Knotted string values signified units of produce, not individual chili peppers or peanuts, Urton and Chu argue. Several rectangular, roughly 30-meter-long Qolqawasi rooms served as receiving areas for crops to be stored, the team suspects. Ropes were used to impress a grid of squares on the mud floors of these rooms, and an estimated 3,510 squares covered each rooms floor. Incoming produce was spread as evenly as possible across these surfaces, and each square counted as one unit, the researchers say.
Their analysis of 100 presumed chili pepper and peanut deposits recorded on four Inkawasi khipus found that fixed values on three of the finds equaled about 2 percent of an average deposits size in units. One chili pepper khipu contained a fixed value equal to about 11 percent of an average deposit.
“These khipus contain all the earmarks of the first known Inca taxation system,” Urton says.
Only a decade or two before Spaniards arrived, Inkawasis size and complexity may have prompted knot readers to invent a way to deduct set amounts of state-owned produce being stored there as a kind of maintenance fee. Workers at the site needed to eat, and would have left for their family farms if not supplied with crop levies, Urton says.
Its not clear why fixed values of chili peppers were lower than those for peanuts, he says. If Inkawasi officials valued chili peppers more than peanuts, then fewer units of chili peppers may have met their taxation demands. Reasons for two chili pepper values and two peanut values are also unknown. Inkawasi bigwigs may have deemed some chili peppers especially tasty, for instance, because they were grown on superior farmland.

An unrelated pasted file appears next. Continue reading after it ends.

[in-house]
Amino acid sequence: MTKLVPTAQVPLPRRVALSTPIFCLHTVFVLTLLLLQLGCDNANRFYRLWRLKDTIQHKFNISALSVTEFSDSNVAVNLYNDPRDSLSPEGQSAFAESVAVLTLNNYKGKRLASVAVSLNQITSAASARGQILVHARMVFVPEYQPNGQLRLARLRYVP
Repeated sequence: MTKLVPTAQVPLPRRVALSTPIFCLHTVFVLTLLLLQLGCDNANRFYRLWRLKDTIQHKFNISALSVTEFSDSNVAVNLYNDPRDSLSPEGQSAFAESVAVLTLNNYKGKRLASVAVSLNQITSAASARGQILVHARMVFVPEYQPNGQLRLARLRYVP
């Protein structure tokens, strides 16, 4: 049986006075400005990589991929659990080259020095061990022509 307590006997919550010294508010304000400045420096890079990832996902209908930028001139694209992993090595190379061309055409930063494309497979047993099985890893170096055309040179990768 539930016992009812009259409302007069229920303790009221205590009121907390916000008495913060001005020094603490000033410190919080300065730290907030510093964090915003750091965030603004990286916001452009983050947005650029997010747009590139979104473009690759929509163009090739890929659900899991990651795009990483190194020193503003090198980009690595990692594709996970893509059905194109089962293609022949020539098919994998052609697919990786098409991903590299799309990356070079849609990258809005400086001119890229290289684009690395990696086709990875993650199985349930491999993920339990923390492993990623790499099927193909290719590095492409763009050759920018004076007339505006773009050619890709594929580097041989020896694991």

Scientists have long thought that Inca rulers required their subjects to farm lands run by the state on a rotating basis. But unlike other early civilizations, such as those in Mesopotamia and Egypt, the Inca were not thought to have taxed household goods and produce. Until now, no evidence of taxation in the ancient South American empire had come to light.
True to form as an outlier society with no writing, wheeled vehicles or public markets, the Inca state taxed itself at Inkawasi, not farmers households, Urton concludes. Had the Spanish not invaded, Inkawasis taxation innovation might eventually have inspired levies imposed on all subjects of the empire, a practice typical of other early state societies.
Inkawasis knotted cords might indeed cite taxed portions of stored produce that were doled out to site workers, says social anthropologist and khipu researcher Sabine Hyland. But another equally plausible explanation exists for these khipus, she says.
Storehouse khipus could have referred to crop amounts set aside as seeds for the next years planting. In the 1600s, Spanish hacienda owners based near the former Inca capital of Cuzco, Peru, withdrew relatively fixed amounts from their annual maize harvests for seed. Ledgers of one hacienda owner show that he extracted between 40 and 42 llama loads of maize from harvest totals every year from 1604 to 1613, says Hyland, of the University of St. Andrews in Fife, Scotland. Fixed values on Inkawasi knotted cords may have reflected much the same practice, she suggests.
Urton and Chu emphasize that fixed numbers in Inkawasi calculations always stayed the same rather than varying slightly from one year to the next, as might be expected if they represented seeds to set aside. An Inca concern with taxing stable proportions of stored crops seems most likely, they say.